India by the kilo
There are exceptions to this kind of book, notably by the outstanding Indian photographer, Raghubir Singh, whose books on Calcutta and Rajasthan contain indelible images, and by Mary Ellen Mark, an American Magnum photographer who managed to infiltrate Falkland Road, one of Bombay's streets of prostitutes, in the late Seventies, and come up with extraor- dinary pictures of the daily lives of the female and transvestite inhabitants. For the most part, however, Indian picture books, once admired, can safely be used as doorstops. The weightiest, in both senses, of those worth mentioning here is certainly India: Art and Culture 1300-1900 (Deutsch, £50), the catalogue of the exhibition held at the Metropolitan Museum of Art last autumn. This was billed as the most extensive survey of Indian art ever to be assembled by an American museum and so probably it was. The organiser, Stuart Cary Welch, has written widely on Mughal painting and the central parts of the book, dealing with the art of the Muslim courts and the Rajputs, are certainly the most thorough. The fifth of the five sections, dealing with the British period, is pretty feeble, notable mainly for a haunting photograph, possibly by Captain Tytler, of Bahadur Shah II, dying of hiccoughs in exile in Rangoon. The text, however, is admirably informa- tive and concise, here and elsewhere, and points the interested reader in all the right directions, in this instance mainly to Mil- dred Archer's work on Company drawings and their patrons. The quality of reproduc- tion throughout is excellent, none better than in that of the opulent watercolour of the world weary Maharajah Gulab Singh of Jammu and Kashmir, Emily Eden's 'horrid character', but a man so ambiguous of countenance that while some found him the epitome of treachery and perfidy others remarked that his expression was so open and mild that 'a man might almost take him for a grandmother.'
India, substantially published by Orbis, (i25) is of Italian origin, the words by Antonio Monroy and the photographs by Antonio Martinelli and Roberto Meazza. The text tells you little that you could not glean from Murray's Handbook for India, and in similarly plain language; myths, religions, cults, art, architecture, society, caste, and what it describes as 'the new urban condition' are dutifully dealt with. There are also sections on history, village life, monsoons and the 'Victorian Empire'. The photographs, in startling contrast to the writing, are magnificently stylish. There is nothing esoteric about the choice of subject or idiosyncratic about the approach, but the unmistakably Italian eye brought to bear is singularly perceptive and sympathetic.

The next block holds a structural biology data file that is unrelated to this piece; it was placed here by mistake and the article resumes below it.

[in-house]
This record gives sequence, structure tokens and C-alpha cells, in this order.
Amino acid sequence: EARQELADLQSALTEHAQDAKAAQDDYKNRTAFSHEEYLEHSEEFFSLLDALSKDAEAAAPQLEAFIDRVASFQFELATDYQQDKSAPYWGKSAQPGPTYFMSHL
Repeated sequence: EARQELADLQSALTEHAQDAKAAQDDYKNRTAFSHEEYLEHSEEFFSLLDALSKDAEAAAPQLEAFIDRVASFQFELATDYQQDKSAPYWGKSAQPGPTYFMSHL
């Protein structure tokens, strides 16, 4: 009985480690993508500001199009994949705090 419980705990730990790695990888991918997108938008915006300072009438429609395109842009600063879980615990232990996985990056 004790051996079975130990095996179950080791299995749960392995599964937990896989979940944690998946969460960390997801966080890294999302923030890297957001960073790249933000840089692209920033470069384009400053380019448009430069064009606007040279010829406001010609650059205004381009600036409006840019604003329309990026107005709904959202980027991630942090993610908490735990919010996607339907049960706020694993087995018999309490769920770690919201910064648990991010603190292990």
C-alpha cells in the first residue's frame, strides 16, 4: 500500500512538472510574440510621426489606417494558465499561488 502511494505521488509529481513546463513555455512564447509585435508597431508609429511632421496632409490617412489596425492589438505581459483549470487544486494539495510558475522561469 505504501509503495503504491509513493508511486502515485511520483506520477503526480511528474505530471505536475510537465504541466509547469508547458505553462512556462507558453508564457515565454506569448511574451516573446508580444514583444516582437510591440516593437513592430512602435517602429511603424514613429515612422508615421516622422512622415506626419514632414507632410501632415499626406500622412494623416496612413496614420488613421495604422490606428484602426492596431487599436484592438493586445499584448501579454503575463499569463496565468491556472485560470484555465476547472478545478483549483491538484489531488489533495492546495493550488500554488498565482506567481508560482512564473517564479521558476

Books about Benares are as regular as Wisden and it is hard for a photographer to fail. Nor does Henry Wilson, a 27-year-old Englishman who does his best to make this, to me, deeply unsympathetic and often repellent city seem agreeable. No- where else does one encounter quite so many deranged and fearful looking people but Wilson, while doing justice to the magic of the Ganges, has avoided the cliché subjects. His pictures of tradesmen, of boats and bathers, of acrobats and artisans, girls and gurus, manage to seem, while unaffectedly beautiful, part of nor- mal life. The brief text suggests a city that is lived in, not just gaped at. Henry Wilson spent nine months, spread over three years, in Benares, trying to exorcise the mysterious fascination of the place, and his book (Thames & Hudson, £20) is a gentle and lyrical gloss on Diana Eck's exhaustive study of a few years ago.